Habitual coffee intake and risk for nonalcoholic fatty liver disease: a two-sample Mendelian randomization study

Yang Zhang, Zhipeng Liu, Tasnim Choudhury, Marilyn C. Cornelis, Wanqing Liu*

*Corresponding author for this work

Research output: Contribution to journalArticlepeer-review

1 Scopus citations

Abstract

Purpose: Epidemiological studies support a protective role of habitual coffee and caffeine consumption against the risk of non-alcoholic fatty liver disease (NAFLD). We aimed to investigate the causal relationship between coffee intake and the risk of NAFLD. Methods: We performed a two-sample Mendelian randomization (MR) analysis using SNPs associated with habitual coffee intake in a published genome-wide association study (GWAS) as genetic instruments and summary-level data from a published GWAS of NAFLD (1122 cases and 399,900 healthy controls) in the UK Biobank. The causal relationship was estimated with the inverse weighted method using a 4-SNP and 6-SNP instrument based on the single largest non-UK Biobank GWAS (n = 91,462) and meta-analysis (n = 121,524) of GWAS data on habitual coffee intake, respectively. To maximize power, we also used up to 77 SNPs associated with coffee intake at a liberal significance level (p ≤ 1e-4) as instruments. Results: We observed a non-significant trend towards a causal protective effect of coffee intake on NAFLD based upon either the 4-SNP (OR: 0.76; 95% CI 0.51, 1.14, p = 0.19) or 6-SNP genetic instruments (OR: 0.77; 95% CI 0.48, 1.25, p = 0.29). The result also remains non-significant when using the more liberal 77-SNP instrument. Conclusion: Our findings do not support a causal relationship between coffee intake and NAFLD risk. However, despite the largest-to-date sample size, the power of this study may be limited by the non-specificity and moderate effect size of the genetic alleles on coffee intake.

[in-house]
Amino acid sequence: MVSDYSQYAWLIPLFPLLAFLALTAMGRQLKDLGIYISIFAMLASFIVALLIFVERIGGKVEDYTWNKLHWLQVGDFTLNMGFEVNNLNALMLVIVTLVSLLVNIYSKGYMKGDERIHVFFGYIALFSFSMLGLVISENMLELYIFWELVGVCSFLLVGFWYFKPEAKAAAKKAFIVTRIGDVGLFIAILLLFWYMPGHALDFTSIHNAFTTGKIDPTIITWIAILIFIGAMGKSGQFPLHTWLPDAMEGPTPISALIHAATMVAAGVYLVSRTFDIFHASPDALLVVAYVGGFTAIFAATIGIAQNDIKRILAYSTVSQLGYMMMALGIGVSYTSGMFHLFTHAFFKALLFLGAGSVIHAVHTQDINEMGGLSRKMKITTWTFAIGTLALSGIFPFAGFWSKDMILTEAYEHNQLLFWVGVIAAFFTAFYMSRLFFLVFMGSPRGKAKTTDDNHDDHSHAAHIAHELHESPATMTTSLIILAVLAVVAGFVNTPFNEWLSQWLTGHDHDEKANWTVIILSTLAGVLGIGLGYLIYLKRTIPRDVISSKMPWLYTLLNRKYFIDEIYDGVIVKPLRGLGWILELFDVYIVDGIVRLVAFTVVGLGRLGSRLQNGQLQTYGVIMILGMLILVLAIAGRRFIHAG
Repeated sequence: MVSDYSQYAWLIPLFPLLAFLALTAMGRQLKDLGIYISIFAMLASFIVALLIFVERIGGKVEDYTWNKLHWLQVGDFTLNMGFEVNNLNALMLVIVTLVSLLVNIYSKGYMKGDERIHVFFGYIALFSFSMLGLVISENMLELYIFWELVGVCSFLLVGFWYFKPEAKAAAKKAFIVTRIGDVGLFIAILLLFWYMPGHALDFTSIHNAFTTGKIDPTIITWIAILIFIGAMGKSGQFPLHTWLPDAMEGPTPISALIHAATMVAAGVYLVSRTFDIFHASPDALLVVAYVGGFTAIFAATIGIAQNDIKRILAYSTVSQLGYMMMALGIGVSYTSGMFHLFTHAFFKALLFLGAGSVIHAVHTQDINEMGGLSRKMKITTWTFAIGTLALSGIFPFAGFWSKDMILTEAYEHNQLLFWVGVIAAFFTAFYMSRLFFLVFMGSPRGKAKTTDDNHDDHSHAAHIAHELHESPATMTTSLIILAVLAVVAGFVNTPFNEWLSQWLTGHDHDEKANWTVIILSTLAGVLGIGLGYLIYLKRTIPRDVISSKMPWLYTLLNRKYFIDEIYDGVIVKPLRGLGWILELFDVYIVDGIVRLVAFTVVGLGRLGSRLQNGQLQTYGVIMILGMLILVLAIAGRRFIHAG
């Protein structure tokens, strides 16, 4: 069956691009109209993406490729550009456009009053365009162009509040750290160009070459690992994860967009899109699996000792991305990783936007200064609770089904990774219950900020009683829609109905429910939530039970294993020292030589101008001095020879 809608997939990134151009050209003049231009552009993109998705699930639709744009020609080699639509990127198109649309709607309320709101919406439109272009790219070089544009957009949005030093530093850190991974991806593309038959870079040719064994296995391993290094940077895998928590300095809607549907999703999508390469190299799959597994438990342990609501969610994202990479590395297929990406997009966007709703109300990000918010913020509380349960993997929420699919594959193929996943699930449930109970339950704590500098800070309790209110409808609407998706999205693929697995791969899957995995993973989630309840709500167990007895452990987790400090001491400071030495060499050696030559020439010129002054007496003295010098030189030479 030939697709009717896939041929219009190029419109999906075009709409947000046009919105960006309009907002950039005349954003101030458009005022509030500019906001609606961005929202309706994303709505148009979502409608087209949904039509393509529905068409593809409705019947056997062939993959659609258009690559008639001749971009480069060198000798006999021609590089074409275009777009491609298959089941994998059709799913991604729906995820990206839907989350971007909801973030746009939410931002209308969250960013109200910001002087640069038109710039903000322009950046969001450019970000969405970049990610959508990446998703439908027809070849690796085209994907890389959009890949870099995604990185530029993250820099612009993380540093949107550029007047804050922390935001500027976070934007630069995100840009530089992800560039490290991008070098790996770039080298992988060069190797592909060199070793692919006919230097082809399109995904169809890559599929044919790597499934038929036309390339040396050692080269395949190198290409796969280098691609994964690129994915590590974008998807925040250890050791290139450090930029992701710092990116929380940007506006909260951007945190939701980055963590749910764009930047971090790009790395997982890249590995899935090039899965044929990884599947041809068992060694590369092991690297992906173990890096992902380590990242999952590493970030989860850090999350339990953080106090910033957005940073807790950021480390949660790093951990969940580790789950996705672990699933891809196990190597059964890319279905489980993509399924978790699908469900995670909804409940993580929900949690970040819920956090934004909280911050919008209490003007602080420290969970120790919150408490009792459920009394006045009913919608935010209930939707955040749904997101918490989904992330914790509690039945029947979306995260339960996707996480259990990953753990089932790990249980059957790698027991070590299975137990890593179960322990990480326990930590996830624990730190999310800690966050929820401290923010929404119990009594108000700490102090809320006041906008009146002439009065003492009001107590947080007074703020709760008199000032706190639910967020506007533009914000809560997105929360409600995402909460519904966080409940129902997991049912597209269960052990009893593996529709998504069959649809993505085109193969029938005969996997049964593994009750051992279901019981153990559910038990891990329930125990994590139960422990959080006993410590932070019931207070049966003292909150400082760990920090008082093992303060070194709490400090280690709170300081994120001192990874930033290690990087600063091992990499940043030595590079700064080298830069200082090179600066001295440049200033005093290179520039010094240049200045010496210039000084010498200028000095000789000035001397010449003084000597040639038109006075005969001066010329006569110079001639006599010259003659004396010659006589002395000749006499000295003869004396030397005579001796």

Original languageEnglish (US)
Pages (from-to)1761-1767
Number of pages7
JournalEuropean Journal of Nutrition
Volume60
Issue number4
DOIs
StatePublished - Jun 2021

Keywords

  • Causal effect
  • Coffee
  • Genome-wide association study (GWAS)
  • Mendelian randomization
  • Nonalcoholic fatty liver disease (NAFLD)

ASJC Scopus subject areas

  • Medicine (miscellaneous)
  • Nutrition and Dietetics

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